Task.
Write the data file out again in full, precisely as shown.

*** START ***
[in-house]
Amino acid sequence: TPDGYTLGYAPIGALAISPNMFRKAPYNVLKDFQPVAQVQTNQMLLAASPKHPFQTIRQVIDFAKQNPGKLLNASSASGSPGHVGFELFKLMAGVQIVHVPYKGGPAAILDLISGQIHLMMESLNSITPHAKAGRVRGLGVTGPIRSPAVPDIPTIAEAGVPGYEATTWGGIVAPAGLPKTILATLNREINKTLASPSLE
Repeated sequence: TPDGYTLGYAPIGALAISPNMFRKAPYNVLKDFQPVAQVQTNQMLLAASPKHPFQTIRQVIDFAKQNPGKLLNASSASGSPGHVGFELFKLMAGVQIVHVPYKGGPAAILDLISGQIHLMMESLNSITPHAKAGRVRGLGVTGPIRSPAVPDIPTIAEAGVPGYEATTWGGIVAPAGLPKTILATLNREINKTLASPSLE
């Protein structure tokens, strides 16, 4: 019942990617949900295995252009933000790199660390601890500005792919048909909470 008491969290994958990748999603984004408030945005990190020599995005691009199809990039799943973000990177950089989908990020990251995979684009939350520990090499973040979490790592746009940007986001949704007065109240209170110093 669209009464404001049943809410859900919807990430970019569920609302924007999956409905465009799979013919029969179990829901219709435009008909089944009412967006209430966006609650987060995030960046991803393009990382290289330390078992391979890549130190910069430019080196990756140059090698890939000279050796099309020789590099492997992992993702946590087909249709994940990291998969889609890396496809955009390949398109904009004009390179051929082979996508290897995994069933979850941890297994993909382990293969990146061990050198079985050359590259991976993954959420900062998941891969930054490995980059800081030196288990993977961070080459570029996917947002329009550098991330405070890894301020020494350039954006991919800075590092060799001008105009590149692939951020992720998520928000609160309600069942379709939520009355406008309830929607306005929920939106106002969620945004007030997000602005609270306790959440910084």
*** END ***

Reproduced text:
[in-house]
Amino acid sequence: TPDGYTLGYAPIGALAISPNMFRKAPYNVLKDFQPVAQVQTNQMLLAASPKHPFQTIRQVIDFAKQNPGKLLNASSASGSPGHVGFELFKLMAGVQIVHVPYKGGPAAILDLISGQIHLMMESLNSITPHAKAGRVRGLGVTGPIRSPAVPDIPTIAEAGVPGYEATTWGGIVAPAGLPKTILATLNREINKTLASPSLE
Repeated sequence: TPDGYTLGYAPIGALAISPNMFRKAPYNVLKDFQPVAQVQTNQMLLAASPKHPFQTIRQVIDFAKQNPGKLLNASSASGSPGHVGFELFKLMAGVQIVHVPYKGGPAAILDLISGQIHLMMESLNSITPHAKAGRVRGLGVTGPIRSPAVPDIPTIAEAGVPGYEATTWGGIVAPAGLPKTILATLNREINKTLASPSLE
């Protein structure tokens, strides 16, 4: 019942990617949900295995252009933000790199660390601890500005792919048909909470 008491969290994958990748999603984004408030945005990190020599995005691009199809990039799943973000990177950089989908990020990251995979684009939350520990090499973040979490790592746009940007986001949704007065109240209170110093 669209009464404001049943809410859900919807990430970019569920609302924007999956409905465009799979013919029969179990829901219709435009008909089944009412967006209430966006609650987060995030960046991803393009990382290289330390078992391979890549130190910069430019080196990756140059090698890939000279050796099309020789590099492997992992993702946590087909249709994940990291998969889609890396496809955009390949398109904009004009390179051929082979996508290897995994069933979850941890297994993909382990293969990146061990050198079985050359590259991976993954959420900062998941891969930054490995980059800081030196288990993977961070080459570029996917947002329009550098991330405070890894301020020494350039954006991919800075590092060799001008105009590149692939951020992720998520928000609160309600069942379709939520009355406008309830929607306005929920939106106002969620945004007030997000602005609270306790959440910084």